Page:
WeLoveP3Over the past 10 years, EPA has awarded more than 550 grants to university and college student teams across the nation. A number of teams have leveraged their winning ideas into thriving small businesses and nonprofit organizations, sparking job growth as they advance sustainability and public health. For example:

  • An inter-collegiate team made up of students from Harvard University, the Massachusetts Institute of Technology (MIT), and two Chinese universities launched the nonprofit organization One Earth Design (OED) based on their winning project: a solar-powered device that cooks, provides heat, and generates electricity.
  • A team from the University of Massachusetts designed a process for producing a nontoxic flame retardant from cashew oil. The end result provides the benefit of suppressing flames that is as effective as the more toxic synthetic retardants in use today.
  • Students from the University of Arizona designed an irrigation system for small farmers that also serves as a fish farm. Rows of irrigation ditches filled with fish provide a local source of fertilizer that boosts crop yields while yielding additional sources of food and profit.
  • Western Washington University students partnered with local dairy farmers for their project using cow manure as a source of fuel-grade methane for running vehicles.
  • Re-design methods developed by a team of University of Tennessee students have helped transform depression-era housing into buildings that meet both energy efficient, green building standards and strict historical preservation codes.

This year marks the 10th anniversary of the EPA’s People, Prosperity, and the Planet (P3) program. Both the P3 public displays and the National Sustainable Design Expo will be held in conjunction with the USA Science & Engineering Festival at the Washington Convention Center, April 26-27. Now in its third year, the USA Science & Engineering Festival is the largest science festival in the United States.

About the Author: Lek Kadeli is the Acting Assistant Administrator for EPA’s Office of Research and Development.

Editor's Note: The opinions expressed here are those of the author. They do not reflect EPA policy, endorsement, or action.

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Earth Day Inspiration

By Bonnie Bellow

Put UR foot into the Earth

Put UR foot into the Earth

Each year around Earth Day we are reminded to take stock of the incredible natural resources the planet provides and think about what we are doing to protect them for future generations. Last week, EPA staff heard from a determined young man who represents the future – a fourth-grader from Douglaston, New York who writes his own environmental blog, “Put UR foot into the Earth.” http://i-pure.tumblr.com/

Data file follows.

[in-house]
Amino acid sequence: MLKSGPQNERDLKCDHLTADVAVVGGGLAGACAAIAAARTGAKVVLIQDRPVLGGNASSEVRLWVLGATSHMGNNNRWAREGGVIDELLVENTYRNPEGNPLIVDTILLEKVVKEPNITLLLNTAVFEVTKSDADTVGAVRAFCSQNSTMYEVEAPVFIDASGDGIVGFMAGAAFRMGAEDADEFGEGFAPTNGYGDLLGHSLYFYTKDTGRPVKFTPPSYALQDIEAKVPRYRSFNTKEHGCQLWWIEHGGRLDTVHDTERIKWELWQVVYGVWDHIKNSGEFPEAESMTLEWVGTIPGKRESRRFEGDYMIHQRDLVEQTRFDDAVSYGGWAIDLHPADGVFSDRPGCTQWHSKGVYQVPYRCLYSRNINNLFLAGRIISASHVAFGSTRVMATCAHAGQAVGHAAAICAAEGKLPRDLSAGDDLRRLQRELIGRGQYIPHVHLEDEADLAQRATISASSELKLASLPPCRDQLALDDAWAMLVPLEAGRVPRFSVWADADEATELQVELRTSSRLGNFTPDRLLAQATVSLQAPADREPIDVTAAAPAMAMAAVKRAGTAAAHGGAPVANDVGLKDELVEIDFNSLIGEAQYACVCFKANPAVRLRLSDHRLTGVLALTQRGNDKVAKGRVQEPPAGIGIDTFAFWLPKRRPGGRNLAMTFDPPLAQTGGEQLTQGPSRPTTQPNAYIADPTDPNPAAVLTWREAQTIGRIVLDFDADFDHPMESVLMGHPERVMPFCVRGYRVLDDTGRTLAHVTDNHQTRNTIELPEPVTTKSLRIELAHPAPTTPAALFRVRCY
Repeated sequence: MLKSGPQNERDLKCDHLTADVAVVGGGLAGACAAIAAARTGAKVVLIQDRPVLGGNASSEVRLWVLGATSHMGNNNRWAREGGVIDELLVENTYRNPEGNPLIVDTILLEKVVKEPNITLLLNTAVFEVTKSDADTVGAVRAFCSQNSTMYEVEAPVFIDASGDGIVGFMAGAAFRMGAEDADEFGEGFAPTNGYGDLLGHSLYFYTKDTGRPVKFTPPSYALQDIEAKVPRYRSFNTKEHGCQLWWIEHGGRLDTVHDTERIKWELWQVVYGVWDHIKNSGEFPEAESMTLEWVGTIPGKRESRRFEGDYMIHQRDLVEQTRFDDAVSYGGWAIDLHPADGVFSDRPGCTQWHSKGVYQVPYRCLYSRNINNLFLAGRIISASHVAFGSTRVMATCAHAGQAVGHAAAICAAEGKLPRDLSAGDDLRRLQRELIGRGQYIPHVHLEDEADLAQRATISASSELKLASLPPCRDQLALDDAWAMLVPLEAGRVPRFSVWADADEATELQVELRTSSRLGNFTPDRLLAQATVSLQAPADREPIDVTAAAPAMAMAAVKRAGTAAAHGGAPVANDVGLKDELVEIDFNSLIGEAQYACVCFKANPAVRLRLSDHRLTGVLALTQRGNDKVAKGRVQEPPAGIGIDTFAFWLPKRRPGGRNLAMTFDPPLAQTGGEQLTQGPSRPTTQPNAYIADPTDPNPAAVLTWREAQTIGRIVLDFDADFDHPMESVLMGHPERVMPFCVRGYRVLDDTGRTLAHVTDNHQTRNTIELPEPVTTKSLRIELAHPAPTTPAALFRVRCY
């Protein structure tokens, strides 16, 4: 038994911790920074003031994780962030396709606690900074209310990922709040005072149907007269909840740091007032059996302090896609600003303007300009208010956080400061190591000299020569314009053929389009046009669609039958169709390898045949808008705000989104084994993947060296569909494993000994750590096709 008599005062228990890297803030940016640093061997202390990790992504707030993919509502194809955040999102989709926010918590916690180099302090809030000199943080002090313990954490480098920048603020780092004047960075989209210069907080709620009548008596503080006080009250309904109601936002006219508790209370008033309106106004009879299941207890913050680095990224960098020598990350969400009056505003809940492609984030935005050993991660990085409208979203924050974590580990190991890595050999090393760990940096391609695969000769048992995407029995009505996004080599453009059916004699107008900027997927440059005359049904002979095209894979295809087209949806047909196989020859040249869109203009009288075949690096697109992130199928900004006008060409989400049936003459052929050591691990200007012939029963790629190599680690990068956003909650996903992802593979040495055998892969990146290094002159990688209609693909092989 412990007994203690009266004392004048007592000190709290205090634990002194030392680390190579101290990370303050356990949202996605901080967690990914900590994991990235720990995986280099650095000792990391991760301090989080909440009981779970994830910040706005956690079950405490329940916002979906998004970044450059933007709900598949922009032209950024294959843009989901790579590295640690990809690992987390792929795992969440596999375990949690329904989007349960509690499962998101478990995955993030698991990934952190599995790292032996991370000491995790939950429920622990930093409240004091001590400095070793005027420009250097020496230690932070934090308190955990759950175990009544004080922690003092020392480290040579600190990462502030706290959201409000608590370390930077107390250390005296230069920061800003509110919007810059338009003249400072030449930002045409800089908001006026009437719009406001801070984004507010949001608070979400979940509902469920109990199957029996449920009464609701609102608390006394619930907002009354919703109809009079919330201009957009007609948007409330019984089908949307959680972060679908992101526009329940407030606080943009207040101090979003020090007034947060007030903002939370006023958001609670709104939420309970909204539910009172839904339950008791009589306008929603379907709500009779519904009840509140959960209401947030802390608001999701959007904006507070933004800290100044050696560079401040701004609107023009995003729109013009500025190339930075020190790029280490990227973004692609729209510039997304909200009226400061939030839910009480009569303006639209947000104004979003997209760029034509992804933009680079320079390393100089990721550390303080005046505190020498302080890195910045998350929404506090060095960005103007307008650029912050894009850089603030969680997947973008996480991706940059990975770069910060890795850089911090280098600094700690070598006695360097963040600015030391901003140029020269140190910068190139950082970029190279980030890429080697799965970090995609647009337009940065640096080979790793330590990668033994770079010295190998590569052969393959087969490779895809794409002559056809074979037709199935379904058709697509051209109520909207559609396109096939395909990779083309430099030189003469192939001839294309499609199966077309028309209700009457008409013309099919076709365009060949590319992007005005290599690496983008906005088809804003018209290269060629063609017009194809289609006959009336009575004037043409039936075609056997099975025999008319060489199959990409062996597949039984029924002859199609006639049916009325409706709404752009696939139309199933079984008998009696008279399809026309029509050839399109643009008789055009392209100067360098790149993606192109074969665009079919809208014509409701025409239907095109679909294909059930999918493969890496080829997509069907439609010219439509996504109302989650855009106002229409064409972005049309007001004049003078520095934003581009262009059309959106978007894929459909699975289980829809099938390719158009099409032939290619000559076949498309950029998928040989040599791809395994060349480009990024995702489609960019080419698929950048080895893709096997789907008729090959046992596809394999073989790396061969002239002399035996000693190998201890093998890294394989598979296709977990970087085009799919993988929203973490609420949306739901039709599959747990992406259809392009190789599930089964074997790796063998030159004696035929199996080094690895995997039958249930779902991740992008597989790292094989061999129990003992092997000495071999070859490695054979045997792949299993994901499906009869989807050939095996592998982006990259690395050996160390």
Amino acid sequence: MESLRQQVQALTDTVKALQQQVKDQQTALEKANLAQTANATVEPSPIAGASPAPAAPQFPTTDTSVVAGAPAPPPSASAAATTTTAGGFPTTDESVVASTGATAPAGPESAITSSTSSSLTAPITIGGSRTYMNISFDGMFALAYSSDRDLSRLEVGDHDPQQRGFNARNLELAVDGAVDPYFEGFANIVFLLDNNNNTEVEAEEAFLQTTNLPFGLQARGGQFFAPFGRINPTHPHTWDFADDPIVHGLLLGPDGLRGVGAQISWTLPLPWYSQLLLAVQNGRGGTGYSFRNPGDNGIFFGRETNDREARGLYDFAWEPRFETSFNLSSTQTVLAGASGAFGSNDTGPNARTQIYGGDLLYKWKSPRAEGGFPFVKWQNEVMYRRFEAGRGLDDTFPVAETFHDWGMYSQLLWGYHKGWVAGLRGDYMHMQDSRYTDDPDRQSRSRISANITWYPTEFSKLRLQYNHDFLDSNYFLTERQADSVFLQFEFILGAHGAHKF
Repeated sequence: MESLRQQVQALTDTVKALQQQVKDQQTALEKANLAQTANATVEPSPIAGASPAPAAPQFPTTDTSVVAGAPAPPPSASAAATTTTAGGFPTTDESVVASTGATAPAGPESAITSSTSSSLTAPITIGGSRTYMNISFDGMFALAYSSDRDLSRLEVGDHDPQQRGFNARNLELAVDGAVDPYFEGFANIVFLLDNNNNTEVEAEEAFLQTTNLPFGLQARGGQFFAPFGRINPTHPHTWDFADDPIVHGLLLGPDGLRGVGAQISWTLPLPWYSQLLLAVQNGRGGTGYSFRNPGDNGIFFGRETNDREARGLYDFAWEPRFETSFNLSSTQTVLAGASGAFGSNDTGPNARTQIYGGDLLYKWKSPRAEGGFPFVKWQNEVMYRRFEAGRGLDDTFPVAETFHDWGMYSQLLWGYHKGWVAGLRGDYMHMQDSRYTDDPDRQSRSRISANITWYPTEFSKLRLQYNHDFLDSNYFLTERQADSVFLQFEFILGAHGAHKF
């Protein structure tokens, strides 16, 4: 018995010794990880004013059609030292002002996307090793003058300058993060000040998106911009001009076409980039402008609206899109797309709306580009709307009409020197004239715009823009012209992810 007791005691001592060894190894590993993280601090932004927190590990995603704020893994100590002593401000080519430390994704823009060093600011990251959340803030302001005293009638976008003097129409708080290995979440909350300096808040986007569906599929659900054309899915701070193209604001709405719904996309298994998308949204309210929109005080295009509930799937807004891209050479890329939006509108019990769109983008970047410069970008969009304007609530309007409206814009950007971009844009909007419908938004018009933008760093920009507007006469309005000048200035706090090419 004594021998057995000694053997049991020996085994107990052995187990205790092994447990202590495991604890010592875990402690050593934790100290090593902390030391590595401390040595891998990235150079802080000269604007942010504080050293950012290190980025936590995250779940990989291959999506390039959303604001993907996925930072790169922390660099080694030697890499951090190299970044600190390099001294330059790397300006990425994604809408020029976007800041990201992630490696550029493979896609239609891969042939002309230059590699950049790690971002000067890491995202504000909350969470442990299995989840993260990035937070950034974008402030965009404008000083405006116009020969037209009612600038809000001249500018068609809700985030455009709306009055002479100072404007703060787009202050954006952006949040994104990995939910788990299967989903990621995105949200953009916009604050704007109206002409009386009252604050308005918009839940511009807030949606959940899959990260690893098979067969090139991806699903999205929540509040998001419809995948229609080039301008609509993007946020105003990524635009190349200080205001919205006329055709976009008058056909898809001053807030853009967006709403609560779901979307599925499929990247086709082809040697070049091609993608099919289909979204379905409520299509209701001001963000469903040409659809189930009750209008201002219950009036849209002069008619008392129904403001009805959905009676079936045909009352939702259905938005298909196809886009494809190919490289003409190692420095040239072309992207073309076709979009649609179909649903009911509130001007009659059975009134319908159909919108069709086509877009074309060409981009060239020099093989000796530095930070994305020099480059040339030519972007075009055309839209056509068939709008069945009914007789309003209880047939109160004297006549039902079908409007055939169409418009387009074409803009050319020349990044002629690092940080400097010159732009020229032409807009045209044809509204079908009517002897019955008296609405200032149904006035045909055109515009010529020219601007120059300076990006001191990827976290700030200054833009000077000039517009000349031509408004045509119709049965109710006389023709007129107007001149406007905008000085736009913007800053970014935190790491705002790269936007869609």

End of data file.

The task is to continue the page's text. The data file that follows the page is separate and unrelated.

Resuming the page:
Currently, Eliot is engaged in a project to educate consumers about the importance of recycling their used batteries and increase battery recycling. He has done his research and explains that batteries contain metals and chemicals that can contaminate soil and water if they are not disposed of properly. But battery recycling may be easier to promote than actually do. Eliot had been taking his spent batteries to a store near his home that had a recycling bin. When the store closed after Hurricane Sandy, his mother had to drive him to another store to recycle his batteries. He immediately recognized the contradiction in having to burn fuel in order to recycle. “It felt like a waste of time and energy,” Eliot said. “It was not good for the environment.” Another kid might have given up, but not Eliot. He wrote letters to President Obama, the EPA and the New York City Comptroller asking them to increase the number of battery recycling stations.

Eliot did not seem the slightest bit intimidated in presenting his battery recycling project to a group of scientists, engineers, attorneys and other environmental professionals at the EPA. He fielded their tough questions like a seasoned environmentalist. He is continuing his campaign for a state law that would mandate battery recycling and notes that some companies, such as Toys R Us and Duane Reade, now collect used batteries.

It will take the collective energy and imagination of future generations to tackle the environmental challenges before us. But Eliot’s dedication and determination gives us hope.

About the Author: Bonnie Bellow has been the Region 2 Director of Public Affairs since 1995, responsible for intergovernmental, media and international relations; community engagement; environmental education; Freedom of Information Act requests; social media and public information. She previously served as Public Affairs Director at the New York City Department of Environmental Protection, ran her own media production business and worked as a radio reporter. Bonnie received her Bachelor of Science degree at Northwestern University in Chicago, but is a born and bred New Yorker who lives on Manhattan’s Upper West Side.